The last couple of months have been rough for open source security – from burgeoning supply chain attacks, (arguably overblown) concerns around a ubiquitous library, or the liability heavy EU Cyber Resilience Act.
The Open Source Security Foundation's (OpenSSF) new Malicious Packages Repository can be seen in part as a response to these external anxieties – as a "comprehensive, high quality, open source database of reports of malicious packages published on open source package repositories."
OpenSSF's Malicious Packages Repository
This database primarily aims to help developers in stopping malicious dependencies from moving through CI/CD pipelines, refine detection engines, scan for and prevent usage in environments, or accelerate incident response- and already has about 15,000 reports of malicious packages.
Currently, each open source package repository has its own approach to handling malicious packages. When a malicious package is reported by the community, the package repositories' security team is likely to remove the package and its associated metadata, though not all repositories will create a public record of the package. This has meant that records exist only on many disparate public sources, or through proprietary threat intelligence feeds.
The OpenSSF, as a cross-industry foundation enjoys a certain custodian-like legitimacy, and the fact that its members include tech big names such as AWS, Alphabet (formerly Google), GitHub, Dell, IMB, Meta (formerly Facebook) and Microsoft mean that this push for a centralised repository could be significant.
According to Caleb Brown from the Google Open Source Security Team and Jossef Harush Kadouri from the Software Supply Chain Security at Checkmarx, the repository has been built in direct response to the rising number of malicious package attacks on systems.
"Earlier this year, the Lazarus Group (a prolific North Korean state-backed hacking group) targeted the blockchain and cryptocurrency sectors. The group used sophisticated methods, including deceptive npm packages to compromise various software supply chains. A centralized repository for shared intelligence could have alerted the community to the attack sooner and helped the open-source community understand the complete range of threats," the duo wrote in a OpenSSF blog post.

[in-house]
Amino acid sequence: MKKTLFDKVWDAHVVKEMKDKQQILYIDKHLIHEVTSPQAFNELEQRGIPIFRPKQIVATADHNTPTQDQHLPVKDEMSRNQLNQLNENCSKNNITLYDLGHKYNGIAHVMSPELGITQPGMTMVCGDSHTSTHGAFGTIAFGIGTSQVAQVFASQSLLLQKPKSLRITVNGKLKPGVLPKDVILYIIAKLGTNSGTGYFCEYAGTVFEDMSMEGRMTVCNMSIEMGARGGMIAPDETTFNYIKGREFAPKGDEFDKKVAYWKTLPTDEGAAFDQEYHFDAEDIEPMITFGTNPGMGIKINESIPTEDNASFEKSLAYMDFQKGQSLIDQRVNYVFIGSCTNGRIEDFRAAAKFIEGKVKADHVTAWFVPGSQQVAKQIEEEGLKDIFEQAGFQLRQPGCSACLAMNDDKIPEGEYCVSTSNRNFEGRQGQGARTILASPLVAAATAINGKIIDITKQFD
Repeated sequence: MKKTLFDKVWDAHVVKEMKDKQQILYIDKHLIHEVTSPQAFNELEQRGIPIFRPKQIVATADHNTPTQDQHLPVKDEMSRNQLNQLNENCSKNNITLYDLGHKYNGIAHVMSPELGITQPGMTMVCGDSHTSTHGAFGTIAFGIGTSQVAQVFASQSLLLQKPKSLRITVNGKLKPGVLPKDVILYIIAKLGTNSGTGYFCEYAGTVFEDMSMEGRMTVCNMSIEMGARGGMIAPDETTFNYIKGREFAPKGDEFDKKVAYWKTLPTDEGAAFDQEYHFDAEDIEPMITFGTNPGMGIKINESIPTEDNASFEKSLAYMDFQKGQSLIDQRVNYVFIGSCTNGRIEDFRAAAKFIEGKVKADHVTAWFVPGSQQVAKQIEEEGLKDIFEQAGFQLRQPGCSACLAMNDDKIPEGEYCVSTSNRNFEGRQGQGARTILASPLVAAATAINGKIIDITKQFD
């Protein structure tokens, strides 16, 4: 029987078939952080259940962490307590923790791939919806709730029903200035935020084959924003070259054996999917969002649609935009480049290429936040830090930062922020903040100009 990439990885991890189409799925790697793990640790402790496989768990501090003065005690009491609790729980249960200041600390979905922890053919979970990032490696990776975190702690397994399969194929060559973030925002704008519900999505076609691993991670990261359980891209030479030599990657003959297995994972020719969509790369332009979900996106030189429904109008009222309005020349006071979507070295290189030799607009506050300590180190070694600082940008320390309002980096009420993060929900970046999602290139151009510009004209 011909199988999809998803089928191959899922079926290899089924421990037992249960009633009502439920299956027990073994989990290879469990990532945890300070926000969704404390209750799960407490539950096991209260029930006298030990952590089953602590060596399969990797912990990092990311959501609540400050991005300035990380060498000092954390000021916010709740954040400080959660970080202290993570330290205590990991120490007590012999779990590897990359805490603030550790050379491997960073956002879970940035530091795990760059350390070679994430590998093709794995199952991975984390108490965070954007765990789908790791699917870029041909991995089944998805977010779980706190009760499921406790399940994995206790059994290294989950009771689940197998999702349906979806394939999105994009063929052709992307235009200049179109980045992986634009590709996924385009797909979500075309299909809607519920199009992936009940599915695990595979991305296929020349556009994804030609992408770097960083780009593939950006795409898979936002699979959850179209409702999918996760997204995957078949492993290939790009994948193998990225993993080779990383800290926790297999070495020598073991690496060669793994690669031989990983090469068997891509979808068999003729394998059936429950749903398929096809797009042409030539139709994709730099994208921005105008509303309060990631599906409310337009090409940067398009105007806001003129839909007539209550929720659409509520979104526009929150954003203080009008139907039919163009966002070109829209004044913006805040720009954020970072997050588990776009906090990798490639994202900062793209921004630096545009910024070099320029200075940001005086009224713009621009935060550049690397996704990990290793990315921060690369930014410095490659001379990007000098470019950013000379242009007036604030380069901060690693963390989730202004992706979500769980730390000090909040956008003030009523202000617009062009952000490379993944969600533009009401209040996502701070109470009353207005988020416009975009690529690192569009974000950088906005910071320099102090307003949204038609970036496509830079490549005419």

Just last month, users of Telegram, AWS and Alibaba Cloud were targeted in a unique open source supply chain attack using malicious packages, according to a Checkmarx report. The attacker operating under the pseudonym "kohlersbtuh15", attempted to exploit the open-source community by uploading a series of malicious packages to the PyPi package manager.
("Rather than performing automatic execution, the malicious code within these packages was strategically hidden within functions, designed to trigger only when these functions were called" Checkmarx noted.)
Malicious Packages Repository: How to get it
The reports in the Malicious Packages repository use the Open Source Vulnerability (OSV), a JSON format used for specifying vulnerabilities in open source projects. By using the OSV format for malicious packages it is possible to make use of existing integrations, including the osv.dev API, the osv-scanner tool, and deps.dev.
The OSV format is also extensible, allowing additional data to be recorded like indicators of compromise, or classification data.
Commenting on the repository to The Stack via email, Henrik Plate, security researcher at application security startup, Endor Labs said: "For academic researchers, in particular, it offers a nice opportunity to explore and test new approaches to malware detection without being required to redo the basic plumbing over and over again, e.g. the monitoring of new package publications on various package registries like PyPI or npm.
“Thankfully, this part is covered by the associated OpenSSF package-feeds project, which goes hand in hand with the OpenSSF package-analysis project to populate the database mentioned in the blog post. The database could also be an invaluable dataset for AI/ML training, comparable to the Backstabber’s Knife Collection, if only they would also publish the actual malware (e.g. Python wheels or tarballs). I hope this is going to change in the future.
“From a technical perspective, this seems to mostly rely on the dynamic detection of malicious behavior. To this end, they install packages in a gVisor sandbox and observe potentially malicious activities. What’s noteworthy is that they go a long way to actually trigger the malicious code, at least in the case of Python. For example, they import Python modules present in a given package and try to call into its functions..."
"This approach attempts to overcome the typical problem of dynamic detection, which is that the conditions for malicious code execution are not met, hence, no malicious activity can be detected....“